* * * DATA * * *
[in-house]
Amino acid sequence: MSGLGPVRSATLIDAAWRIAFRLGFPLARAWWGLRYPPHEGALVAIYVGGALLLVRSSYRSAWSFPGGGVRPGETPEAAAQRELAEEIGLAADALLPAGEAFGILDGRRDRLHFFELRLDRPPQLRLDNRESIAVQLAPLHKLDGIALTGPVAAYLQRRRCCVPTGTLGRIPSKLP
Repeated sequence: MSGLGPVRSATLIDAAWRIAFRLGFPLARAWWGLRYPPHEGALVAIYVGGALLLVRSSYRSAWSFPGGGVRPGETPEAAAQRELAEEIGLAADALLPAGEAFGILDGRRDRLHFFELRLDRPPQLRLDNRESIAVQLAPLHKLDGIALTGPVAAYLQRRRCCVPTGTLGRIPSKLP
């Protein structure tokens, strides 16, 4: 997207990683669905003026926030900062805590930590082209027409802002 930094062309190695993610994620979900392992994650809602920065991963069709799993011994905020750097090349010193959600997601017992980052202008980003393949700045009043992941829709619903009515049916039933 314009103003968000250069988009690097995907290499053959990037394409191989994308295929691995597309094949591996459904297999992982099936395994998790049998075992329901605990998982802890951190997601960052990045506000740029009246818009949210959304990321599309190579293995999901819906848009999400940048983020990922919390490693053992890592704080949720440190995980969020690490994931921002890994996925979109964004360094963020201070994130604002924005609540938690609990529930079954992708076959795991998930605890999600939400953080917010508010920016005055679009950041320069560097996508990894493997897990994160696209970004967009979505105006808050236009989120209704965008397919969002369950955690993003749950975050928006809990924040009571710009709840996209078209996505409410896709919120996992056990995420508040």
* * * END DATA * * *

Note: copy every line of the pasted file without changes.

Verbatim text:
[in-house]
Amino acid sequence: MSGLGPVRSATLIDAAWRIAFRLGFPLARAWWGLRYPPHEGALVAIYVGGALLLVRSSYRSAWSFPGGGVRPGETPEAAAQRELAEEIGLAADALLPAGEAFGILDGRRDRLHFFELRLDRPPQLRLDNRESIAVQLAPLHKLDGIALTGPVAAYLQRRRCCVPTGTLGRIPSKLP
Repeated sequence: MSGLGPVRSATLIDAAWRIAFRLGFPLARAWWGLRYPPHEGALVAIYVGGALLLVRSSYRSAWSFPGGGVRPGETPEAAAQRELAEEIGLAADALLPAGEAFGILDGRRDRLHFFELRLDRPPQLRLDNRESIAVQLAPLHKLDGIALTGPVAAYLQRRRCCVPTGTLGRIPSKLP
């Protein structure tokens, strides 16, 4: 997207990683669905003026926030900062805590930590082209027409802002 930094062309190695993610994620979900392992994650809602920065991963069709799993011994905020750097090349010193959600997601017992980052202008980003393949700045009043992941829709619903009515049916039933 314009103003968000250069988009690097995907290499053959990037394409191989994308295929691995597309094949591996459904297999992982099936395994998790049998075992329901605990998982802890951190997601960052990045506000740029009246818009949210959304990321599309190579293995999901819906848009999400940048983020990922919390490693053992890592704080949720440190995980969020690490994931921002890994996925979109964004360094963020201070994130604002924005609540938690609990529930079954992708076959795991998930605890999600939400953080917010508010920016005055679009950041320069560097996508990894493997897990994160696209970004967009979505105006808050236009989120209704965008397919969002369950955690993003749950975050928006809990924040009571710009709840996209078209996505409410896709919120996992056990995420508040």